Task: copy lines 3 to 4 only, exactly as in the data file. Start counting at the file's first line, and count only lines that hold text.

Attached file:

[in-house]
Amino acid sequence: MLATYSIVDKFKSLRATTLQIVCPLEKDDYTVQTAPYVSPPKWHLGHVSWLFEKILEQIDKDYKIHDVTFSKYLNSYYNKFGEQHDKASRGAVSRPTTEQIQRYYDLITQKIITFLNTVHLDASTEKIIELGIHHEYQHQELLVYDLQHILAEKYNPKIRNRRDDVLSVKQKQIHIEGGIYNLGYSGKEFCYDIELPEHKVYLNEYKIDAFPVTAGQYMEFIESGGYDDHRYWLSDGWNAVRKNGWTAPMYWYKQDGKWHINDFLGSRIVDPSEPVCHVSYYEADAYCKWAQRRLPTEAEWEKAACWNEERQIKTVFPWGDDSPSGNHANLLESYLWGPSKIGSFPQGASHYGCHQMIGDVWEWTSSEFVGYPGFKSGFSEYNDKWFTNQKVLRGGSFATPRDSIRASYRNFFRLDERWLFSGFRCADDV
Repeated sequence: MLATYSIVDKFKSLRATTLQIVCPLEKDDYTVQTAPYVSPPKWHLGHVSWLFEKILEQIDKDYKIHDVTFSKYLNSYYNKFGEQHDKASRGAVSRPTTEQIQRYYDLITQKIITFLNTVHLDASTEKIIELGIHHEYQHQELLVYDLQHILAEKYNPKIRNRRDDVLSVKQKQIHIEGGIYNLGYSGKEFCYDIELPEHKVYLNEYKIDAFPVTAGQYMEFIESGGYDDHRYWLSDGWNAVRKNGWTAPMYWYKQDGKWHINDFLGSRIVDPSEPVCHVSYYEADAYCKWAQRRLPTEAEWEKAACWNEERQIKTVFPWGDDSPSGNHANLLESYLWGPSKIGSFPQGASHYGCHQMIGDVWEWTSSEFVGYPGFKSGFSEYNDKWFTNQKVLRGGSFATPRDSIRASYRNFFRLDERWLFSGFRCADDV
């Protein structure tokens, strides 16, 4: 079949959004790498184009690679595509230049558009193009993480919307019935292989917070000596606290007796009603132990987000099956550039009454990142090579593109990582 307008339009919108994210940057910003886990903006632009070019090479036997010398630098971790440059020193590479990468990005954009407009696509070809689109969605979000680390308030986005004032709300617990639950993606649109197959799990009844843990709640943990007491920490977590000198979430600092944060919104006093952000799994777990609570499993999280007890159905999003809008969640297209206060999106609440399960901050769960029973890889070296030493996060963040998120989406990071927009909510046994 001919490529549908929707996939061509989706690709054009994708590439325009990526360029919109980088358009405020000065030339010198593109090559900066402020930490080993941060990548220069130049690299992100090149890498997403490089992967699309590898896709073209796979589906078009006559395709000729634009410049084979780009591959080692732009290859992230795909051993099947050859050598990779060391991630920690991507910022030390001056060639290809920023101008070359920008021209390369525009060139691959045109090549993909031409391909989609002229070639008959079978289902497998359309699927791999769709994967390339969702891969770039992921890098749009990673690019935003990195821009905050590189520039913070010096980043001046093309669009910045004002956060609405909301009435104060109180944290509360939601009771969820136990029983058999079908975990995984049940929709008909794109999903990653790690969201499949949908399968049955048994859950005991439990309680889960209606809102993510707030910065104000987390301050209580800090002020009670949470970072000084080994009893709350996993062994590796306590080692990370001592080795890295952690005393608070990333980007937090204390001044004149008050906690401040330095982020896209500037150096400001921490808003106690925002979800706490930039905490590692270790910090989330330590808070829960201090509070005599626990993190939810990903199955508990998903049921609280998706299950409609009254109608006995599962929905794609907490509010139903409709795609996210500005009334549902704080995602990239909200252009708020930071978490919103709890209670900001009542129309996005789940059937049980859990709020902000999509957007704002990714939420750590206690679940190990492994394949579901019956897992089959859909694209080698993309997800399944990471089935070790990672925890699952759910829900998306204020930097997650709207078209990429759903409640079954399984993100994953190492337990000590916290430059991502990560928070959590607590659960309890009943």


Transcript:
Repeated sequence: MLATYSIVDKFKSLRATTLQIVCPLEKDDYTVQTAPYVSPPKWHLGHVSWLFEKILEQIDKDYKIHDVTFSKYLNSYYNKFGEQHDKASRGAVSRPTTEQIQRYYDLITQKIITFLNTVHLDASTEKIIELGIHHEYQHQELLVYDLQHILAEKYNPKIRNRRDDVLSVKQKQIHIEGGIYNLGYSGKEFCYDIELPEHKVYLNEYKIDAFPVTAGQYMEFIESGGYDDHRYWLSDGWNAVRKNGWTAPMYWYKQDGKWHINDFLGSRIVDPSEPVCHVSYYEADAYCKWAQRRLPTEAEWEKAACWNEERQIKTVFPWGDDSPSGNHANLLESYLWGPSKIGSFPQGASHYGCHQMIGDVWEWTSSEFVGYPGFKSGFSEYNDKWFTNQKVLRGGSFATPRDSIRASYRNFFRLDERWLFSGFRCADDV
């Protein structure tokens, strides 16, 4: 079949959004790498184009690679595509230049558009193009993480919307019935292989917070000596606290007796009603132990987000099956550039009454990142090579593109990582 307008339009919108994210940057910003886990903006632009070019090479036997010398630098971790440059020193590479990468990005954009407009696509070809689109969605979000680390308030986005004032709300617990639950993606649109197959799990009844843990709640943990007491920490977590000198979430600092944060919104006093952000799994777990609570499993999280007890159905999003809008969640297209206060999106609440399960901050769960029973890889070296030493996060963040998120989406990071927009909510046994 001919490529549908929707996939061509989706690709054009994708590439325009990526360029919109980088358009405020000065030339010198593109090559900066402020930490080993941060990548220069130049690299992100090149890498997403490089992967699309590898896709073209796979589906078009006559395709000729634009410049084979780009591959080692732009290859992230795909051993099947050859050598990779060391991630920690991507910022030390001056060639290809920023101008070359920008021209390369525009060139691959045109090549993909031409391909989609002229070639008959079978289902497998359309699927791999769709994967390339969702891969770039992921890098749009990673690019935003990195821009905050590189520039913070010096980043001046093309669009910045004002956060609405909301009435104060109180944290509360939601009771969820136990029983058999079908975990995984049940929709008909794109999903990653790690969201499949949908399968049955048994859950005991439990309680889960209606809102993510707030910065104000987390301050209580800090002020009670949470970072000084080994009893709350996993062994590796306590080692990370001592080795890295952690005393608070990333980007937090204390001044004149008050906690401040330095982020896209500037150096400001921490808003106690925002979800706490930039905490590692270790910090989330330590808070829960201090509070005599626990993190939810990903199955508990998903049921609280998706299950409609009254109608006995599962929905794609907490509010139903409709795609996210500005009334549902704080995602990239909200252009708020930071978490919103709890209670900001009542129309996005789940059937049980859990709020902000999509957007704002990714939420750590206690679940190990492994394949579901019956897992089959859909694209080698993309997800399944990471089935070790990672925890699952759910829900998306204020930097997650709207078209990429759903409640079954399984993100994953190492337990000590916290430059991502990560928070959590607590659960309890009943």